Art Audio's high-power Adagio monoblocks (from $18,000/pr) offer 44/60 watts of single-ended zero-feedback muscle depending on whether outfitted with the KR 52BX (or, optionally, the new EAT Euro Audio Team 52B for yet better dynamics and superior S/N ratio) or the 60-watt capable KR T-100. They were showcased in the
Eggleston Works room. Having heard speakers by that company on numerous occasions now, I can't say that they ever roll up my sleeves, curl my hairs or raise any goosebumps. However, they seem to enjoy special favor with many high-profile recording studios. Maybe that's why we don't exactly see eye to eye in bed? Too clinical? I would have loved to hear these amps with, say, Verity Audio Parsifals?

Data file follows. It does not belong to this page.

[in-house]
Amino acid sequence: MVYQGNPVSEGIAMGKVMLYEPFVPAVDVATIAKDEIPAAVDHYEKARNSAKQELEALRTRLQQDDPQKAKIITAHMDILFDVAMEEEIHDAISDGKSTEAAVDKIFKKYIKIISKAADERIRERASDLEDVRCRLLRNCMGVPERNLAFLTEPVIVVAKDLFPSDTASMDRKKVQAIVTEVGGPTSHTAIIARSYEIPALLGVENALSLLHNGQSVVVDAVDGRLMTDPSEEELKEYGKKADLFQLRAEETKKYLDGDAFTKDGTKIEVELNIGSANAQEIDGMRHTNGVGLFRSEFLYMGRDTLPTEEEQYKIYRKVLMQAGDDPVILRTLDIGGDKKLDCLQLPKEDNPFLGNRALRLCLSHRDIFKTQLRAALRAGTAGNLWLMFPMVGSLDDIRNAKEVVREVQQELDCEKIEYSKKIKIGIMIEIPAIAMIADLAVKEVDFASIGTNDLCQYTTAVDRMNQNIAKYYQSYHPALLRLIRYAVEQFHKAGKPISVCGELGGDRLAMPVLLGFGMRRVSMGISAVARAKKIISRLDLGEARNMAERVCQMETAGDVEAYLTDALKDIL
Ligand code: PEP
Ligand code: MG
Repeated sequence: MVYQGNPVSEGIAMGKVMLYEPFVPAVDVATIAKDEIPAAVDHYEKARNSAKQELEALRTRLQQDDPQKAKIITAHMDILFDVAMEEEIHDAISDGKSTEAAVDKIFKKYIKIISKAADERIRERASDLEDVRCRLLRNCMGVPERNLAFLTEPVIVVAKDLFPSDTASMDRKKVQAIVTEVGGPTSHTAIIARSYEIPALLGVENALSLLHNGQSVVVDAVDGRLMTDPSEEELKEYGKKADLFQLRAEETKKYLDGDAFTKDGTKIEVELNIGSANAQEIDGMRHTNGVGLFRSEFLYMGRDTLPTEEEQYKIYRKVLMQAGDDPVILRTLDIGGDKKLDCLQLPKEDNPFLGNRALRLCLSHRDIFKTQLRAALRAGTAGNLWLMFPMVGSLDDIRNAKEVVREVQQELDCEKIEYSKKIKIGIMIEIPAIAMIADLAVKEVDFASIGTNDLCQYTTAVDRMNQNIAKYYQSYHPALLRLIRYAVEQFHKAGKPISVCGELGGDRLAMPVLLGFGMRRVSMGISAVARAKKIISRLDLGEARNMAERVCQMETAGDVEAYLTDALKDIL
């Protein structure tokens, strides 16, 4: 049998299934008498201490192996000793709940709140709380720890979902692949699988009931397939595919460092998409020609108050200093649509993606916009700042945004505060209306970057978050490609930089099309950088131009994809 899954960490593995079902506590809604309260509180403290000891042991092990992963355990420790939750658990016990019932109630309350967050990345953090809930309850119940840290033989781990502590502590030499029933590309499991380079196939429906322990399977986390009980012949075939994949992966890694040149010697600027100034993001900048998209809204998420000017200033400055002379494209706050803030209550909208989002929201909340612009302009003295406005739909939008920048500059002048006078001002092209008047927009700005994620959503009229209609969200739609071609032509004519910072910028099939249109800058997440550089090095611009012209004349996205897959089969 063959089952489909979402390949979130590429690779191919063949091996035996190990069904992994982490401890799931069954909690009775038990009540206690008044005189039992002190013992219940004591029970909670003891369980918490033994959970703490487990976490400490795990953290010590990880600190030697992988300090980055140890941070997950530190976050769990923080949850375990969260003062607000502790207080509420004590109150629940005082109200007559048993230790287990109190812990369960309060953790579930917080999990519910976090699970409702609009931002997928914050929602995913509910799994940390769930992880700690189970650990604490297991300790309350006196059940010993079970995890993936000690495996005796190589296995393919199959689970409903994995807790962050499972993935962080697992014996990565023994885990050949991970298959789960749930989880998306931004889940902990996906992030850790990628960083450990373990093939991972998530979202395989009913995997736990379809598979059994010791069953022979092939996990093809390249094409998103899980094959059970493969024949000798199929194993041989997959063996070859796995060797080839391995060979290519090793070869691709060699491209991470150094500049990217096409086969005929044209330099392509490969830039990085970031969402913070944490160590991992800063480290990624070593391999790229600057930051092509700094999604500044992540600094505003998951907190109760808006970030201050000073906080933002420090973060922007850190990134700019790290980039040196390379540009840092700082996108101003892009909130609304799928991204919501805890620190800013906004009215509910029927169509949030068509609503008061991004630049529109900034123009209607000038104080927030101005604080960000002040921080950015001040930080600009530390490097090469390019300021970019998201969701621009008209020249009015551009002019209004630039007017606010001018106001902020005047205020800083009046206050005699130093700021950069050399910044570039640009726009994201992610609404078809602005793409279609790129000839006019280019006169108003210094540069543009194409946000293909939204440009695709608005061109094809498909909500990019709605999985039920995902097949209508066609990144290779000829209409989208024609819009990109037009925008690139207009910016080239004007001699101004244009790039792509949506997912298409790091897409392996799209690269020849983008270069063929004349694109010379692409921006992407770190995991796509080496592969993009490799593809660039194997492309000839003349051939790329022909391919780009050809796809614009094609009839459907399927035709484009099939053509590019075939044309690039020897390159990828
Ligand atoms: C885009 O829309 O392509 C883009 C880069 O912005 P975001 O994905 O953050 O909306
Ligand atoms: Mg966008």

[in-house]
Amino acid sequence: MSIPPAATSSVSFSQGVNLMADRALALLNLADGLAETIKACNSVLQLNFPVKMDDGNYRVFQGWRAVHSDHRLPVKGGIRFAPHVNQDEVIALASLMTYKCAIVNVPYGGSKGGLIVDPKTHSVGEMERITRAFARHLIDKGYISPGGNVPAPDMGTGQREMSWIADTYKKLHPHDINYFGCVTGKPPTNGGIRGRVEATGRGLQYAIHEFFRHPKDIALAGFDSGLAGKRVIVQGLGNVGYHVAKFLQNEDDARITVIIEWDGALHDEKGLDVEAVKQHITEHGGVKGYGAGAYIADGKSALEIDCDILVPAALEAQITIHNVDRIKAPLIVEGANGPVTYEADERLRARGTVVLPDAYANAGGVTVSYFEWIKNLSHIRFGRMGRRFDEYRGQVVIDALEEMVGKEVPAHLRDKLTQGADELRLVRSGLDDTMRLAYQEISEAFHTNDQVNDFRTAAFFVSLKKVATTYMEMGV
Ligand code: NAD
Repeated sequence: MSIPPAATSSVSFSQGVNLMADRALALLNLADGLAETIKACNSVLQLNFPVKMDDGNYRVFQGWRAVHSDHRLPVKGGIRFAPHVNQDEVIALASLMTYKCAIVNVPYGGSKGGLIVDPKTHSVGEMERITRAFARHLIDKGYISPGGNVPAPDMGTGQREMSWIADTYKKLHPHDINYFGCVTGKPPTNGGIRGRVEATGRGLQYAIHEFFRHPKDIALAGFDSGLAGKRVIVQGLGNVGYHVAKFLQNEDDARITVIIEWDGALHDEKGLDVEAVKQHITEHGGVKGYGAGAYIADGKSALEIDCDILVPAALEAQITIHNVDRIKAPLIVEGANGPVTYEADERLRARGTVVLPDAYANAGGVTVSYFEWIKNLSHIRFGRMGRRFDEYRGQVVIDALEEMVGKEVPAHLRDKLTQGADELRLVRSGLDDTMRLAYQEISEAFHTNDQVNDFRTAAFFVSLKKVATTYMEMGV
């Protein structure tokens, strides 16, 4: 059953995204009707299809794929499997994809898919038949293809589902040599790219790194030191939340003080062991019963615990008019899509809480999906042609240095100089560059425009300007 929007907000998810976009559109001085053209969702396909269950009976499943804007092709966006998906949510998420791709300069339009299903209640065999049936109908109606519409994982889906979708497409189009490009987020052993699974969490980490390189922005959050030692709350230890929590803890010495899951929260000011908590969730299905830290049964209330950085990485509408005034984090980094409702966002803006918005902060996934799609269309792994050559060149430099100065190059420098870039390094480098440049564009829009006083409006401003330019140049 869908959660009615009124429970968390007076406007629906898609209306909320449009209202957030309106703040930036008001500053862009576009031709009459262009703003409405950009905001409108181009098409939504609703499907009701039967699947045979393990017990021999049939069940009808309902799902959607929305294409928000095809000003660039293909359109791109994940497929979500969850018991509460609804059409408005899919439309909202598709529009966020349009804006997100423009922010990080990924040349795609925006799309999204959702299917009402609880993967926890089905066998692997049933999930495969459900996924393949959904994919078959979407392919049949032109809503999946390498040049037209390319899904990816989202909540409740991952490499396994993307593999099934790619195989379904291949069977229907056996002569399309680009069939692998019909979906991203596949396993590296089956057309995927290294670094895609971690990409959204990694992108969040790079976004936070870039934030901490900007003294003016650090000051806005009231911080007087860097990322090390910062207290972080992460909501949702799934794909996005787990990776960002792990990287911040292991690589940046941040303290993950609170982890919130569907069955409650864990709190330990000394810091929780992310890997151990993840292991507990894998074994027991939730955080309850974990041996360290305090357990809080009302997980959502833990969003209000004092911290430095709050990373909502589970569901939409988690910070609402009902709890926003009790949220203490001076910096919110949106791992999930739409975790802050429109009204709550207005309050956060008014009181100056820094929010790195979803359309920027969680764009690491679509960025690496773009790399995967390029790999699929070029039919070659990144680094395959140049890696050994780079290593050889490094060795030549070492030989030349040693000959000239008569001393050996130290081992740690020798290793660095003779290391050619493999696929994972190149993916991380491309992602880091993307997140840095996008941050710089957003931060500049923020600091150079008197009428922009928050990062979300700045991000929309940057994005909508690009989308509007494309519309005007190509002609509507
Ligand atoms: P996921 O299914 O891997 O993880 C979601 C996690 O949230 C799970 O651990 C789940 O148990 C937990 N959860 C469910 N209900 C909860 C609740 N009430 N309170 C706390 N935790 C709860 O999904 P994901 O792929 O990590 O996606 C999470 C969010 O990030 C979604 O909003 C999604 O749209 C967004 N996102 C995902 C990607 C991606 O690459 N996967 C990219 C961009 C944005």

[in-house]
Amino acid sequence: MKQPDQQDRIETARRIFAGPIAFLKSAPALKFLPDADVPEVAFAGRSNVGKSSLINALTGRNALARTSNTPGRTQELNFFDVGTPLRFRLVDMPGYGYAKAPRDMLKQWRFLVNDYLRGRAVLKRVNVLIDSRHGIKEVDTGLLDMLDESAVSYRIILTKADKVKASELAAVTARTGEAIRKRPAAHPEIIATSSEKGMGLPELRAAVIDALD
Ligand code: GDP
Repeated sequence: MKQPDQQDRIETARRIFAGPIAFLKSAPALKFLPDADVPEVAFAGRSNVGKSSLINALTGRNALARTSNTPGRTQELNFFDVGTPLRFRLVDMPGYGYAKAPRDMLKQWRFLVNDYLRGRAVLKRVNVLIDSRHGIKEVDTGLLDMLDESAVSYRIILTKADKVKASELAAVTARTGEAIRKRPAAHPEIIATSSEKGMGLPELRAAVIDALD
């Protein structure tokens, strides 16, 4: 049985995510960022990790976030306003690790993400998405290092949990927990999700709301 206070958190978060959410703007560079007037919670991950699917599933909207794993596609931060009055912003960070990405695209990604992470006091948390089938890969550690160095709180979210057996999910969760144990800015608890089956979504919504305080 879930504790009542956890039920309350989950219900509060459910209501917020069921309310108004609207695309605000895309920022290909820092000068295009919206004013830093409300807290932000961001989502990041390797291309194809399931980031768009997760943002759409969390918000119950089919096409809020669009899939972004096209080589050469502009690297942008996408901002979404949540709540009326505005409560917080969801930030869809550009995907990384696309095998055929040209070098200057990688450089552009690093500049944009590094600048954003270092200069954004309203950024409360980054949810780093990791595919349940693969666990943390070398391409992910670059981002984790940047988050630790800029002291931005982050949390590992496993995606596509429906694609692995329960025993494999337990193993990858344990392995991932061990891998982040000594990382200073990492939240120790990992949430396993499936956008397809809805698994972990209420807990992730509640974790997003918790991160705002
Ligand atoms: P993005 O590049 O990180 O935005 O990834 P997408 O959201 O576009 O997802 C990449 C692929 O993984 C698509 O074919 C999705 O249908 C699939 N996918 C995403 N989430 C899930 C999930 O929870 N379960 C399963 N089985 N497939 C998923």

After my disappoinment when Antique Sound Lab's KT-88-based MG15 SI DT integrated didn't cotton onto the wicked impedance of my AKG K-1000 headphones, I'm happy to report that their new TwinHead-2 ($1,600) headphone amp/preamp drives them beautifully, apparently delivering the requisite control voltage despite its counter-intuitively low power for this application. It's a 2A3 direct-heated design with dual-mono valved power supplies and OTL and transformer-coupled outputs and even sports a direct input for the K's 4-pin socket. Ditto for a forthcoming model dubbed MG 32.